Wednesday night, I spent 3 hours in an MRI tube getting brutal imaging done of my brain and cervical spine. In general, I actually enjoy MRIs — I find them soothing and almost always fall asleep (the keys to making it relaxing are really good earplugs and eye shades that you never take off) — but the majority of the scans I had done the other night were in extreme flexion and extension of my neck, so it was very uncomfortable. I didn’t get home until 10:30pm.
I’ve already seen the radiology reports and they’re not great, unfortunately. I hoped things would be stable, but there are further degenerative changes to my cervical vertebrae with herniations impacting my spinal cord. More concerning to me is the lack of CSF flow in my cerebellum (posterior foramen magnum) is still noted (was first seen in a previous CINE MRI two years ago) and now there also is restricted CSF flow in the cerebral aqueduct. This is probably being caused by low-lying cerebellar tonsils, which is probably being caused by my tethered spinal cord pulling down on my brain stem. It’s overwhelming. But more on all that some other time.
I had some thoughts about managing these sorts of tests, especially with covid concerns. I’m unvaccinated (inching closer and closer every day to taking that gamble, though), so it was especially nerve-wracking as I pictured Delta shedding off the MRI techs in thick clouds (during those 3 hours, they probably spent a total of about 20 minutes standing a foot or less from my face as they had to add and remove bolsters and adjust me in different ways. They were both wearing very flimsy surgical masks, like limp paper towels. No well-fitting N95s here. Shudder).
I should have asked the techs to back up because they really didn’t need to be so close, but… well, it’s complicated. It comes down to the really embarrassing fact that I think I’m trying to be liked. A people pleaser. I expend an enormous amount of energy during appointments because I always wind up chatting and making jokes and acting normally due to adrenaline surges. And, in this case, because I am so bloody complicated, I tried to be easy and low-maintenance when I was in the hospital.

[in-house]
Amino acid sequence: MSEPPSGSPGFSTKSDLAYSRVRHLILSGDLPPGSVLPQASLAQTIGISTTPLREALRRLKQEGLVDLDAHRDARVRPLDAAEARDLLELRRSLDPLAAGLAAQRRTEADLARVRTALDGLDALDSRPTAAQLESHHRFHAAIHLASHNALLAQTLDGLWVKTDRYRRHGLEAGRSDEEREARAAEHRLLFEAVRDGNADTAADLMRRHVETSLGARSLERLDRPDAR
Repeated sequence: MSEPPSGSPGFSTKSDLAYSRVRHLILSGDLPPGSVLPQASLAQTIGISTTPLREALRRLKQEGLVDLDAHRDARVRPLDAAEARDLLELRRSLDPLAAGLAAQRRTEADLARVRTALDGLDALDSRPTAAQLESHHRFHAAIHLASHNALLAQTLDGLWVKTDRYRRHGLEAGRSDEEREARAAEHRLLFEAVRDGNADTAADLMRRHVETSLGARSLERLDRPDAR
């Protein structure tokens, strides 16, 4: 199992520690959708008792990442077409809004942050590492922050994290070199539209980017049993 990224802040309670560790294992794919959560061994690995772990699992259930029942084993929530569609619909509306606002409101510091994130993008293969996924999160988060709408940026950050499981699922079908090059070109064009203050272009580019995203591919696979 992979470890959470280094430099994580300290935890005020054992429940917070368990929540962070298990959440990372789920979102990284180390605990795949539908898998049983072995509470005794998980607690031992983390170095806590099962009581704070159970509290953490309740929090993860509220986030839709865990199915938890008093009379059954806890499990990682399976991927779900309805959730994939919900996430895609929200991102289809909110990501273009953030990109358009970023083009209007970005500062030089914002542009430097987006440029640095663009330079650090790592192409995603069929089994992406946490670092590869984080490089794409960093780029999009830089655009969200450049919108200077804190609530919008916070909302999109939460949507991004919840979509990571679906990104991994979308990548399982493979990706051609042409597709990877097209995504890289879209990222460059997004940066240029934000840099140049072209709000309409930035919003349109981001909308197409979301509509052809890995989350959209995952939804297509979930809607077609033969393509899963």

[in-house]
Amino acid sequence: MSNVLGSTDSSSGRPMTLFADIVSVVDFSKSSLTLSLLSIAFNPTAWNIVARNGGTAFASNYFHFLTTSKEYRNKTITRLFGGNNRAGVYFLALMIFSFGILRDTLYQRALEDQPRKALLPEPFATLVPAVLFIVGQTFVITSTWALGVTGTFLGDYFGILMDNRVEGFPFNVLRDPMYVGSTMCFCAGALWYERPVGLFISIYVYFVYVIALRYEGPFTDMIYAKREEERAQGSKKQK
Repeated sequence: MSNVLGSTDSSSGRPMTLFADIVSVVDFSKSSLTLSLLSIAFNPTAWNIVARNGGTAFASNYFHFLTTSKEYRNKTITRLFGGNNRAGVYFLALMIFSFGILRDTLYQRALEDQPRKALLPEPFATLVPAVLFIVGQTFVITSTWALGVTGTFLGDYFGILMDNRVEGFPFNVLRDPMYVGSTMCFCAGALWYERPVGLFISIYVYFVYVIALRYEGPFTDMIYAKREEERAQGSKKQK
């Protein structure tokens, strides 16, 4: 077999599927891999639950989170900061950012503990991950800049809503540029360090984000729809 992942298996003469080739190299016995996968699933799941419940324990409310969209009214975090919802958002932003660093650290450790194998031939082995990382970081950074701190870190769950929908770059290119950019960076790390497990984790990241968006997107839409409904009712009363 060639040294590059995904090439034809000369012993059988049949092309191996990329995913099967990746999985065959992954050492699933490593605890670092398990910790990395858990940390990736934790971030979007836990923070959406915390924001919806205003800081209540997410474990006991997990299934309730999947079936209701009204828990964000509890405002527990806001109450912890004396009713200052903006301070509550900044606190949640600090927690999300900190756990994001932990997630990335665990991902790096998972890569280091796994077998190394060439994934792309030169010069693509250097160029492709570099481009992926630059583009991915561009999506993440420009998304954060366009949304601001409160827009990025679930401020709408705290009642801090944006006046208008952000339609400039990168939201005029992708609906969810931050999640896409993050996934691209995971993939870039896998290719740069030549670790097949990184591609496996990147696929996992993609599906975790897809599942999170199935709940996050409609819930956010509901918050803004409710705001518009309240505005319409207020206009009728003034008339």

The lead tech went to unbelievable lengths to help get these MRIs approved and executed properly. He talked to my neurologist, he got the appointment moved to the Northwest campus, he emailed me updates, he let me fax the orders and doctor’s notes to him since they were having such a hard time getting my doctor’s clinic to do it. He left his shift at the UW Medical Center and drove across town to do my scans (at night) to make sure they were done properly (which was good because the other tech had never seen anything like them — we did a dynamic motion series, which involved moving my neck/head fractionally from full flexion into full extension, stopping 16 times to hold still for an image to be taken).
The imaging orders took over a month to be written properly and get approved (one of the schedulers was almost in tears talking with me. She said, “I told my supervisor: ‘We need to get this done! Our motto is patients first. Help this woman!’ I was shaking!”), so the upshot is, I didn’t want to cause waves or be a pain in the ass by asking him to step way back. Really hope that decision doesn’t give me covid. But I’d already told him my immune system was compromised and I was unvaccinated, so I guess he must have been pretty confident that he was not asymptomatically infected. I’m feeling weak-willed, though. I advocate for myself at every turn and then I don’t make sure we’re distanced? Ridiculous.
Back to the reason for this post:
Oh, wait! I had the craziest thing happen. The tech stopped the imaging at one point and said, “There’s something metallic in your armpit area. Can you see what it is?” HUH?
I have my eyeshades on, so I can’t see and I’m fishing around in my armpit and I find a little metal stick. “What is this??”
The tech has come into the room and he says, “It’s a bobby pin!”
“But I don’t wear bobby pins, I swear!”
And he says: “Oh, you know what, there’s a chest pocket inside the scrubs we gave you because they’re reversible, I bet it came through the laundry.” WTF?
Sure enough, there’s a little pocket and I guess the bobby pin was sucked out of it and into the armpit of the scrubs by the giant MRI magnet.